Visiting Machu Picchu was an absolutely incredibly experience. It was a true pinch-me moment that I made sure to try and soak in as much as possible in the moment. I can still close my eyes and be instantly transported back to standing on the mountain, feeling the wind on my face, and seeing the lush greenery all around me. It completely lives up to the hype and I get why it’s one of the 7 wonders of the world.
Machu Picchu in Winter
Part of what made my visit so special was that I was one of only a dozen people in Machu Picchu that day. And at the very end of the day I was the last person inside! It was magical. Everyone typically visits Machu Picchu in the summer, leading to Disney World-like crowds and lines. We’re talking hours-long waits just to get on a bus to take you up to the entrance and crowds everywhere you look.
When you go in the winter you can have the place to yourself. It’s still in the 60’s and the weather is beautiful, but there will likely be rain showers as it’s the wet season. I actually loved it because it made everything moody and mystical. The rain was never bad, it was a light sprinkling, and then it would pass and the sun would reappear.
If you’re willing to get wet, it can be one of the best ways to feel like you’re getting a private tour of the Incan citadel set high among the Andes Mountains.
After you get to Aguas Calientes by train you walk to a bus stop to take you on a 30 minute ride up the mountain to the entrance of Machu Picchu. The bus ride up was a destination on its own.
Once you get to the entrance of Machu Picchu you can meet up with your pre-arranged private tour guide or find one there. I highly recommend having a tour guide walk you around Machu Picchu as it is not that expensive and gives you so much more insight into the history of the place than you would get walking around on your own.
Machu Picchu is breathtaking. It’s crazy to think this town was built on the top of a very tall mountain in the middle of nowhere in 1450. It’s truly a work of art.
Being so high up in the sky means that clouds roll in and out regularly and you go from full visibility to no visibility in seconds. It’s very cool, but also very important to be careful walking around as it is quite steep, and when coupled with rain can become slippery. Good shoes are a must!
It’s also important not to jump for photos in Machu Picchu. That is not only dangerous, but it hurts the land. These monuments are old and its important to treat them with care and respect them.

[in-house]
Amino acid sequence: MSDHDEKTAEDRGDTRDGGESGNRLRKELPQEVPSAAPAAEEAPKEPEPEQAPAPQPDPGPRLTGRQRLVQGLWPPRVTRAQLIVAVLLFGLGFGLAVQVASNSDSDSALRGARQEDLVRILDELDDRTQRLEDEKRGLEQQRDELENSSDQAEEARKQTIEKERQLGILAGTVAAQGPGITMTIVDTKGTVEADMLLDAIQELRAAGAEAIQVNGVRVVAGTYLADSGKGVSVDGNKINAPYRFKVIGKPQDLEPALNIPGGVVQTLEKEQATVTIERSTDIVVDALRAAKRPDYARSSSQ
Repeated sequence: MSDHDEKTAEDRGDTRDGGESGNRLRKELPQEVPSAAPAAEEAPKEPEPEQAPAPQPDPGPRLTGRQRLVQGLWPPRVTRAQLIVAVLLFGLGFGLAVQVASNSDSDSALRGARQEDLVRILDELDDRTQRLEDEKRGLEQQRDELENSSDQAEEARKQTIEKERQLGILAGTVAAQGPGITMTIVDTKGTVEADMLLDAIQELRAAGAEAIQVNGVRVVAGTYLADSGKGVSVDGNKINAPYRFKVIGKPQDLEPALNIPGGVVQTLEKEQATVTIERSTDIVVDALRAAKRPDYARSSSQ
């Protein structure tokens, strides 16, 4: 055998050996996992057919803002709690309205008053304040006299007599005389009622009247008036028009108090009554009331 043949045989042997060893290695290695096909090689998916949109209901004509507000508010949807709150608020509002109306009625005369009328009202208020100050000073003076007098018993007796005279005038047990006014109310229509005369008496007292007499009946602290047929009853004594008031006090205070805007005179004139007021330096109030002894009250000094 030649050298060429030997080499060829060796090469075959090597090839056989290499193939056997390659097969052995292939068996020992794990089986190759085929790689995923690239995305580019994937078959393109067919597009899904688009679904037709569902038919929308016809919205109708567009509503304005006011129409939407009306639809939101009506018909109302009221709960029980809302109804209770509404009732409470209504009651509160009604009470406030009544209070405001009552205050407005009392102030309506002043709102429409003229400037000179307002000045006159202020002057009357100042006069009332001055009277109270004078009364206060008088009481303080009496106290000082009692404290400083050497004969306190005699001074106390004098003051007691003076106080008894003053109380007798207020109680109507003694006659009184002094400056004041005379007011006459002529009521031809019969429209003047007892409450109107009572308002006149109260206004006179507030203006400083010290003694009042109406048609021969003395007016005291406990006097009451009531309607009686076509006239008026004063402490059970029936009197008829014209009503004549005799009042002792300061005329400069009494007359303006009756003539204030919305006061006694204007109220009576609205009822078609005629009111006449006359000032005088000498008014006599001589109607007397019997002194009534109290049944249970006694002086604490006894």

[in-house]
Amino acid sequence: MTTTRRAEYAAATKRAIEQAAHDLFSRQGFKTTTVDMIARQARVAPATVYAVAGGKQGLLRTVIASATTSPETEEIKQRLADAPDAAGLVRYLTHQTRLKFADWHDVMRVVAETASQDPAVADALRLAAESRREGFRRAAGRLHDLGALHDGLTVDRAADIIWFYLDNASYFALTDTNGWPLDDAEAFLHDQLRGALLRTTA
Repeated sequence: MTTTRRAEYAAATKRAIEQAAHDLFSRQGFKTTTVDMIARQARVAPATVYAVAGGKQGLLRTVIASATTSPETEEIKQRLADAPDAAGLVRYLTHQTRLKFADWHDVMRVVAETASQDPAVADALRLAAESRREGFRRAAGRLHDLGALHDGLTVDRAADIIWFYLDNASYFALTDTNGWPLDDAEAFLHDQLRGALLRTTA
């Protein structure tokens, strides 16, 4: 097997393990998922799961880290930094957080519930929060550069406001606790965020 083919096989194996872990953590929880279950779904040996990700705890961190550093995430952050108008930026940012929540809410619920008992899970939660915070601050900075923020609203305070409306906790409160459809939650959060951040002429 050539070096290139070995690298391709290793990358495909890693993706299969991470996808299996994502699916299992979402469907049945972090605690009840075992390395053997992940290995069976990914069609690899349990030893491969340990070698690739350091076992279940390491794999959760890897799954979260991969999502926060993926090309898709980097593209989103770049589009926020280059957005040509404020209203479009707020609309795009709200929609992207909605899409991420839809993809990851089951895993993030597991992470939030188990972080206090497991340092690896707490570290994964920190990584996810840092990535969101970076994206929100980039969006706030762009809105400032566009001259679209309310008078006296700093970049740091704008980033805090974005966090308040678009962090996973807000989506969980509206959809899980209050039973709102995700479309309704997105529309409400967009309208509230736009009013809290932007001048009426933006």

I could not get enough of the llamas. They are so chill with people and just eat their way up and down the mountain. They pop up everywhere and are not afraid to walk right up to you. I really wanted to pet them but they were quite wet and matted with dirt. I decided to pose near one for a picture instead.
One of the best parts of the visit was just getting to look around, soak it up, take in the sights, sounds, and smells, and just be fully present in the moment.
This was an experience I’ll never forget, and one I am so thankful to have had. After we finished our guided tour we headed into Aguas Calientes to spend some time in town before having to catch our train back to Sacred Valley.
Aguas Calientes is a fun looking town with a lot of nightlife and cool looking restaurants and bars. I’m sure this place is popping in the summer but it was pretty lowkey being there in February which I loved. It felt a lot like getting to see a vacation spot in the off season. Lots of locals and very chill.
It was here I tried the Peruvian favorite Inca Kola. (I actually bought it from a shop where the only person in there was a young child behind the counter. I think her parents had stepped out for a second and left her in charge. I was like, “Um, can I buy this from you?” haha) Holy wow was this soda sweet! It kind of tasted like cream soda. It wasn’t bad, but I definitely only drank half the bottle and called it good.
Families chilling on the soccer field.
Peru has so many stray dogs. At first this made me sad as I wished they had homes, but they are all very chill, obviously being fed, and seem content with their lives. I read this article about wild dogs while I was in Peru and it actually made me consider if their wild dogs are happier than our own at home.
One of my favorite pictures I’ve ever taken. This feels like an important meeting.
And with that we were on the train back to Sacred Valley for the night before heading off to our last stop of the trip: Cusco!
Questions of the Day: Have you visited Machu Picchu? Are you interested in visiting Peru? Do you ever travel places in the off season?